Seeing the 22d century -- in person

Health: Medical breakthroughs that could extend life and improve old age may well be close.

Life After 50

January 30, 2000|By Maureen West | Maureen West,Arizona Republic

Many readers of this article, particularly those at midlife or younger, probably expect to live through a good half or more of the new century.

What they may not be counting on, however, is the speed of medical progress:

Some people who are middle-aged today may well live through the entire 21st century.

The average life span was 47 years when the 20th century began. It is now 76 years, thanks to public health improvements, antibiotics, vaccinations, heart surgery, cancer treatments and other breakthroughs. Some scientists say the American life span could double by the end of the century, thanks to tinkering with the root causes of aging and disease.

A world of 150-year-olds doesn't mean a world of tottering frailty: Extended longevity will be the result of robust health, extending into the ninth decade of life and beyond.

There are an estimated 70,000 Americans who are 100 years old or older. That number has tripled since 1980.

If this all seems like an extended pre-death limbo that you're really not looking forward to, be cheered by the probability that things such as wrinkles, gray hair, old skin, old muscles, old brain cells, old eyes, old spouses and poor memories could be fixed at the spa with pills, creams, injections and flavored sorbets.

As a new century begins, scientists studying aging are cautiously optimistic about making progress soon in addressing the cause of aging and the diseases associated with aging. They have had astonishing success in recent years in increasing the life spans of laboratory species such as worms and fruit flies. Genetic advances also offer tremendous potential.

Life spans of 200?

Although some on the fringe of the scientific world are predicting life spans of 200 or more within the next 50 years, most of those doing the more serious aging research aren't saying they agree or disagree.

When pressed, however, they are beginning to say fairly amazing things.

"My hunch is that there's a 75 percent chance that someone born today will live to be 150," said Steve Austad, a University of Idaho biologist specializing in aging and the author of "Why We Age."

"Over the next couple of decades, we will be able to unravel the mechanism of aging," said Cynthia Kenyon, a professor of biochemistry and biophysics at the University of California-San Francisco.

They noted that with just a few genetic alterations, scientists have created worms and fruit flies that have life spans twice the norm and that die healthy and vigorous -- the worm or fly equivalent of being 90 and looking 45.

Incremental increases

Judith Campisi of the Berkeley National Laboratory at the University of California-Berkeley, one of the leading experts on cancer and aging, sees average life spans increasing in increments, as the diseases that kill us are eliminated.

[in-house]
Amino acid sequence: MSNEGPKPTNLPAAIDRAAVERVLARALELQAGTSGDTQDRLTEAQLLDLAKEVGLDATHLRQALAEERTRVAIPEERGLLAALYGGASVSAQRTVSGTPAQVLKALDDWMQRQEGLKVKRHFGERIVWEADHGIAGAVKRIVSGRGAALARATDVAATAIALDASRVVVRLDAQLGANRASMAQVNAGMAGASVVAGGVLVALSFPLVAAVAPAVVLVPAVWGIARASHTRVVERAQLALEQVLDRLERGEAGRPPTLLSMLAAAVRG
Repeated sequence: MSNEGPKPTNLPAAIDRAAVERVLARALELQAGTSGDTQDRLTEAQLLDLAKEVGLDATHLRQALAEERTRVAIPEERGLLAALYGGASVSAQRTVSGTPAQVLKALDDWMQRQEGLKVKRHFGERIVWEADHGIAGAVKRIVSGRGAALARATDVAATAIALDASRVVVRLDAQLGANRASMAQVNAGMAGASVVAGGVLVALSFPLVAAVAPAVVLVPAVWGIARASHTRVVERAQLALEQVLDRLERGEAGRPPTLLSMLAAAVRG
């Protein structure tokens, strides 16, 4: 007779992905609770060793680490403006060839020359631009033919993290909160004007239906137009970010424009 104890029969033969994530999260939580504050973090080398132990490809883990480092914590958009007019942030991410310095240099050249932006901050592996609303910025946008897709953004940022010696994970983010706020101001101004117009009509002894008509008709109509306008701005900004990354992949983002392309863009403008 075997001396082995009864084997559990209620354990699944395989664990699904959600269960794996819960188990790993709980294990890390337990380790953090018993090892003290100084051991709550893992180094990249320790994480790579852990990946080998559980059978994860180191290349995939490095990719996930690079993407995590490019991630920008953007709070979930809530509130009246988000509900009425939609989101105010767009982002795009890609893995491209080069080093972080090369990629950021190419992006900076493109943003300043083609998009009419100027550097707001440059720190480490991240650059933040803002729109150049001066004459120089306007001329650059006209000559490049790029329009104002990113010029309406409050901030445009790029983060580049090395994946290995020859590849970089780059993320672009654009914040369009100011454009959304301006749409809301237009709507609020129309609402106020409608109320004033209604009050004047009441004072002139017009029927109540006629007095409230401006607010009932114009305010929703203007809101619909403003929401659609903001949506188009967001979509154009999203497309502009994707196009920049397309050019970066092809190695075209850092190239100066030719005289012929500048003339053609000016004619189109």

She said, "I expect we will be able to ameliorate and perhaps reverse some of the disabling conditions that plague the last decade or so of human life."

Stem cell research in particular, she said, offers the potential replenishment of cells lost due to aging, trauma or disease.

Most age researchers are more excited about quality of life than quantity of years.

"What many people don't realize is that we are talking about having 90-year-olds who are as functional as 50-year-olds," said Kenyon.

Quality of life may be safer to talk about because the culture may not be ready for the idea of more of us living to 120. When Campisi explained to a group in San Francisco that her aging research could dramatically extend the lives of people, the problem of overpopulation came up.

"The perception that what we are doing is bad for all humankind can't be ignored," she worried.

"There is huge hypocrisy around this issue," said Austad. "Some of the same people who respond that too many people will live too long are lined up at the drug counters buying melatonin and other supplements purported to have anti-aging powers."

Ethics of aging

Bill Arnold, director of the gerontology program at Arizona State University, worries that without thoughtful discussions now, only the rich will be able to benefit from some of the scientific advances.

"Ethics will become a major point of discussion where science, medicine, economics and aging interface," he said.

"In some ways, the biggest challenges facing aging America will be psychological," said Ken Dychtwald, a psychologist and author of a new book, "Age Power." "America has always considered itself a young nation, a new society -- not an old one."

But Dychtwald predicts that it will happen: "We are the beneficiaries of a Wild West of organ cloning, cyborg body parts, nutriceuticals and biotech manipulations of the biological clock to the extraordinary extent that some baby boomers will live well past 100 with the look and feel of 50- and 60-year-olds."

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